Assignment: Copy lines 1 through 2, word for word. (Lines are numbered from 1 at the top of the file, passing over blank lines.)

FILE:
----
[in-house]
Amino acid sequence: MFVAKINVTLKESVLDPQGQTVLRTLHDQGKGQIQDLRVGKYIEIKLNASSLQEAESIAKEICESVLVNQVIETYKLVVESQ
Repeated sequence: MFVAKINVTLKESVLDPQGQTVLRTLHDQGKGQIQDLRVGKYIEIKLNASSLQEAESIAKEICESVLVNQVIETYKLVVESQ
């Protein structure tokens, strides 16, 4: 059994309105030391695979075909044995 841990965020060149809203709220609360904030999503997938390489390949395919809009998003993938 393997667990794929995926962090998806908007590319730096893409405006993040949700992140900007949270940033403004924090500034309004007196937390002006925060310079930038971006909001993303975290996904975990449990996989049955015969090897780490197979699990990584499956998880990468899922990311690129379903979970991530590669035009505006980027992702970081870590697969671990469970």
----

[in-house]
Amino acid sequence: MFVAKINVTLKESVLDPQGQTVLRTLHDQGKGQIQDLRVGKYIEIKLNASSLQEAESIAKEICESVLVNQVIETYKLVVESQ